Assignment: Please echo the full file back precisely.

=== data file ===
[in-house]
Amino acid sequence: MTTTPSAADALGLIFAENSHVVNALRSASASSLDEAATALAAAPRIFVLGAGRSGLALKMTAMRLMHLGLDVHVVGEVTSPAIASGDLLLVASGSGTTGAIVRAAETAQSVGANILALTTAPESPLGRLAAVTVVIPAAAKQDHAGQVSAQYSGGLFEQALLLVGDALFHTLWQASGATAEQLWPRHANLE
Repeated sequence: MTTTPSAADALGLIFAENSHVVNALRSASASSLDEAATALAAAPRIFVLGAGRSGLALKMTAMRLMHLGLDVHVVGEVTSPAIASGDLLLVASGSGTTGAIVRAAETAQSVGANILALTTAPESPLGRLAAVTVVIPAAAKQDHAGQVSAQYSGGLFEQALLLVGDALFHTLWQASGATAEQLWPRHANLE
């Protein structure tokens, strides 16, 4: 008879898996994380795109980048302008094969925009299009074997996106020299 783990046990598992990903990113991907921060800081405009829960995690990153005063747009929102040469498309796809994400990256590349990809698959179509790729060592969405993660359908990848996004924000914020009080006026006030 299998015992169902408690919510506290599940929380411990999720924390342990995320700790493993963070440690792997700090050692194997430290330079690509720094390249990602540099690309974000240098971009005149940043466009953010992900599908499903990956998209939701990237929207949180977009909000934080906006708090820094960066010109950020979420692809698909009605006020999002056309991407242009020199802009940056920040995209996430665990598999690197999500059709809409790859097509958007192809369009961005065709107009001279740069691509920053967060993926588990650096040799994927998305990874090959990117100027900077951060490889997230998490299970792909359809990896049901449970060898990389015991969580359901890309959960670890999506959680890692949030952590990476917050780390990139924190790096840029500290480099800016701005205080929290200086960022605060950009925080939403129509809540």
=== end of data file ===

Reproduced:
[in-house]
Amino acid sequence: MTTTPSAADALGLIFAENSHVVNALRSASASSLDEAATALAAAPRIFVLGAGRSGLALKMTAMRLMHLGLDVHVVGEVTSPAIASGDLLLVASGSGTTGAIVRAAETAQSVGANILALTTAPESPLGRLAAVTVVIPAAAKQDHAGQVSAQYSGGLFEQALLLVGDALFHTLWQASGATAEQLWPRHANLE
Repeated sequence: MTTTPSAADALGLIFAENSHVVNALRSASASSLDEAATALAAAPRIFVLGAGRSGLALKMTAMRLMHLGLDVHVVGEVTSPAIASGDLLLVASGSGTTGAIVRAAETAQSVGANILALTTAPESPLGRLAAVTVVIPAAAKQDHAGQVSAQYSGGLFEQALLLVGDALFHTLWQASGATAEQLWPRHANLE
């Protein structure tokens, strides 16, 4: 008879898996994380795109980048302008094969925009299009074997996106020299 783990046990598992990903990113991907921060800081405009829960995690990153005063747009929102040469498309796809994400990256590349990809698959179509790729060592969405993660359908990848996004924000914020009080006026006030 299998015992169902408690919510506290599940929380411990999720924390342990995320700790493993963070440690792997700090050692194997430290330079690509720094390249990602540099690309974000240098971009005149940043466009953010992900599908499903990956998209939701990237929207949180977009909000934080906006708090820094960066010109950020979420692809698909009605006020999002056309991407242009020199802009940056920040995209996430665990598999690197999500059709809409790859097509958007192809369009961005065709107009001279740069691509920053967060993926588990650096040799994927998305990874090959990117100027900077951060490889997230998490299970792909359809990896049901449970060898990389015991969580359901890309959960670890999506959680890692949030952590990476917050780390990139924190790096840029500290480099800016701005205080929290200086960022605060950009925080939403129509809540």